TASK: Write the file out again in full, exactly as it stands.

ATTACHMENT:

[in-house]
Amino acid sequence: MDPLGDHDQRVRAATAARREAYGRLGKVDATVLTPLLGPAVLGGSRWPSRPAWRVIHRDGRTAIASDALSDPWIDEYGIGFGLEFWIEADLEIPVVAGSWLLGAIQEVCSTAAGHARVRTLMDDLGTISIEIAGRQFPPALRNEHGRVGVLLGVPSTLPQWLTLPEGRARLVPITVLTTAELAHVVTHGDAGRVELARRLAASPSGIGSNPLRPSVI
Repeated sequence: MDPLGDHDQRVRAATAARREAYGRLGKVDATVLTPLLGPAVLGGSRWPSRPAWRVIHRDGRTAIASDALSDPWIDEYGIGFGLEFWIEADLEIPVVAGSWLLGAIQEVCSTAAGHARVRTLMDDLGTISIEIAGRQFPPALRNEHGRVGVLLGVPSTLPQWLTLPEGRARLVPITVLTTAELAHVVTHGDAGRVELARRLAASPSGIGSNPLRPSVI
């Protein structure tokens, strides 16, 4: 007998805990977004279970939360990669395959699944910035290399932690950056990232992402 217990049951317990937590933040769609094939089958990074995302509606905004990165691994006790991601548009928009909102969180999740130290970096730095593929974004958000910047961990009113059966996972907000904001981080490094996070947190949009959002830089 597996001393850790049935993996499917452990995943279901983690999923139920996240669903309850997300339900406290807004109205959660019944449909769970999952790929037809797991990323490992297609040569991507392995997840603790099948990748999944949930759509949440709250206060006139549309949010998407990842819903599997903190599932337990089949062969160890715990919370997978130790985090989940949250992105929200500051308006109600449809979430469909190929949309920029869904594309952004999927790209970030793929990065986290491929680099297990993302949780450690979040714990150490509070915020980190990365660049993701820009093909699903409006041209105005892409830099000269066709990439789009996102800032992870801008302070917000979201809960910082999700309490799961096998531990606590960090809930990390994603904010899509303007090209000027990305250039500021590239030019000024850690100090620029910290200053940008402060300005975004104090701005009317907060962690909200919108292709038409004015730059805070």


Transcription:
[in-house]
Amino acid sequence: MDPLGDHDQRVRAATAARREAYGRLGKVDATVLTPLLGPAVLGGSRWPSRPAWRVIHRDGRTAIASDALSDPWIDEYGIGFGLEFWIEADLEIPVVAGSWLLGAIQEVCSTAAGHARVRTLMDDLGTISIEIAGRQFPPALRNEHGRVGVLLGVPSTLPQWLTLPEGRARLVPITVLTTAELAHVVTHGDAGRVELARRLAASPSGIGSNPLRPSVI
Repeated sequence: MDPLGDHDQRVRAATAARREAYGRLGKVDATVLTPLLGPAVLGGSRWPSRPAWRVIHRDGRTAIASDALSDPWIDEYGIGFGLEFWIEADLEIPVVAGSWLLGAIQEVCSTAAGHARVRTLMDDLGTISIEIAGRQFPPALRNEHGRVGVLLGVPSTLPQWLTLPEGRARLVPITVLTTAELAHVVTHGDAGRVELARRLAASPSGIGSNPLRPSVI
């Protein structure tokens, strides 16, 4: 007998805990977004279970939360990669395959699944910035290399932690950056990232992402 217990049951317990937590933040769609094939089958990074995302509606905004990165691994006790991601548009928009909102969180999740130290970096730095593929974004958000910047961990009113059966996972907000904001981080490094996070947190949009959002830089 597996001393850790049935993996499917452990995943279901983690999923139920996240669903309850997300339900406290807004109205959660019944449909769970999952790929037809797991990323490992297609040569991507392995997840603790099948990748999944949930759509949440709250206060006139549309949010998407990842819903599997903190599932337990089949062969160890715990919370997978130790985090989940949250992105929200500051308006109600449809979430469909190929949309920029869904594309952004999927790209970030793929990065986290491929680099297990993302949780450690979040714990150490509070915020980190990365660049993701820009093909699903409006041209105005892409830099000269066709990439789009996102800032992870801008302070917000979201809960910082999700309490799961096998531990606590960090809930990390994603904010899509303007090209000027990305250039500021590239030019000024850690100090620029910290200053940008402060300005975004104090701005009317907060962690909200919108292709038409004015730059805070």